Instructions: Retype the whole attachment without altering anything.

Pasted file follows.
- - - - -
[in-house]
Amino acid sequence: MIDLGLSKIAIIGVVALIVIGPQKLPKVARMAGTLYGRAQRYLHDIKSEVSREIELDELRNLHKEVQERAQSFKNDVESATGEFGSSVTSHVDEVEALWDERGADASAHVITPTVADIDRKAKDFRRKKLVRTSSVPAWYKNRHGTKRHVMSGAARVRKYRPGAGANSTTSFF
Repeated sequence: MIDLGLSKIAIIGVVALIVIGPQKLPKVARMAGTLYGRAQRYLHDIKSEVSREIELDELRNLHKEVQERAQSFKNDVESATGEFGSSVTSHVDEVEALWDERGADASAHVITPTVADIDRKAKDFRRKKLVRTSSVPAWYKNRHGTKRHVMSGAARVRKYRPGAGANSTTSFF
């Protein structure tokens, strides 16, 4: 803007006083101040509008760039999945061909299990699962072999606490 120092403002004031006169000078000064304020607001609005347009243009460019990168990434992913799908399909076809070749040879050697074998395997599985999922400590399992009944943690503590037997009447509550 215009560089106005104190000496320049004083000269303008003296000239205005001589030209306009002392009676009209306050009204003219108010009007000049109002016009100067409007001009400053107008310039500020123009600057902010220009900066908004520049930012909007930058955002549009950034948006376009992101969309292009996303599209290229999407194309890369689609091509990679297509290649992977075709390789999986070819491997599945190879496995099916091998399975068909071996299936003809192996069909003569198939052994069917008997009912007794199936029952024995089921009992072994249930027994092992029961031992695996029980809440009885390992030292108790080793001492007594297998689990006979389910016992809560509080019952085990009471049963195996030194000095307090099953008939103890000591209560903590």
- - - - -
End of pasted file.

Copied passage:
[in-house]
Amino acid sequence: MIDLGLSKIAIIGVVALIVIGPQKLPKVARMAGTLYGRAQRYLHDIKSEVSREIELDELRNLHKEVQERAQSFKNDVESATGEFGSSVTSHVDEVEALWDERGADASAHVITPTVADIDRKAKDFRRKKLVRTSSVPAWYKNRHGTKRHVMSGAARVRKYRPGAGANSTTSFF
Repeated sequence: MIDLGLSKIAIIGVVALIVIGPQKLPKVARMAGTLYGRAQRYLHDIKSEVSREIELDELRNLHKEVQERAQSFKNDVESATGEFGSSVTSHVDEVEALWDERGADASAHVITPTVADIDRKAKDFRRKKLVRTSSVPAWYKNRHGTKRHVMSGAARVRKYRPGAGANSTTSFF
């Protein structure tokens, strides 16, 4: 803007006083101040509008760039999945061909299990699962072999606490 120092403002004031006169000078000064304020607001609005347009243009460019990168990434992913799908399909076809070749040879050697074998395997599985999922400590399992009944943690503590037997009447509550 215009560089106005104190000496320049004083000269303008003296000239205005001589030209306009002392009676009209306050009204003219108010009007000049109002016009100067409007001009400053107008310039500020123009600057902010220009900066908004520049930012909007930058955002549009950034948006376009992101969309292009996303599209290229999407194309890369689609091509990679297509290649992977075709390789999986070819491997599945190879496995099916091998399975068909071996299936003809192996069909003569198939052994069917008997009912007794199936029952024995089921009992072994249930027994092992029961031992695996029980809440009885390992030292108790080793001492007594297998689990006979389910016992809560509080019952085990009471049963195996030194000095307090099953008939103890000591209560903590």